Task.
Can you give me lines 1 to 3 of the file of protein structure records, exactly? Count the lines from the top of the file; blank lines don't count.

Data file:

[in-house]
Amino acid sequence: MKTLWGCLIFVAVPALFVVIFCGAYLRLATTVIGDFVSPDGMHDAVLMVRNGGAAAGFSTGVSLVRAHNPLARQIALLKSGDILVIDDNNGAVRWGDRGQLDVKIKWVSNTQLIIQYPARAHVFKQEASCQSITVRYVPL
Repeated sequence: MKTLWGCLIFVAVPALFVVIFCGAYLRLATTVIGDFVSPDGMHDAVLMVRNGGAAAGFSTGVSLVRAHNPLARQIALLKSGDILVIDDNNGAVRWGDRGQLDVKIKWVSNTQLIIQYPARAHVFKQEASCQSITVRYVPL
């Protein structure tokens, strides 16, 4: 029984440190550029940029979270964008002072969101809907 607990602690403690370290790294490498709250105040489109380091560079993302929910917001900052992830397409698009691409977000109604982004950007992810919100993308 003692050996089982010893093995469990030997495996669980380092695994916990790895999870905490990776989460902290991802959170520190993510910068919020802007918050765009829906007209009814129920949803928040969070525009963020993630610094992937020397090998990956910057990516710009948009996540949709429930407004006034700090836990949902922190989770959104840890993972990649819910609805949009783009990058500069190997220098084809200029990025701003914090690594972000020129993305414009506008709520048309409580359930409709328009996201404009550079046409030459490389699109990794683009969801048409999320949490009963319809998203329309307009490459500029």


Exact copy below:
[in-house]
Amino acid sequence: MKTLWGCLIFVAVPALFVVIFCGAYLRLATTVIGDFVSPDGMHDAVLMVRNGGAAAGFSTGVSLVRAHNPLARQIALLKSGDILVIDDNNGAVRWGDRGQLDVKIKWVSNTQLIIQYPARAHVFKQEASCQSITVRYVPL
Repeated sequence: MKTLWGCLIFVAVPALFVVIFCGAYLRLATTVIGDFVSPDGMHDAVLMVRNGGAAAGFSTGVSLVRAHNPLARQIALLKSGDILVIDDNNGAVRWGDRGQLDVKIKWVSNTQLIIQYPARAHVFKQEASCQSITVRYVPL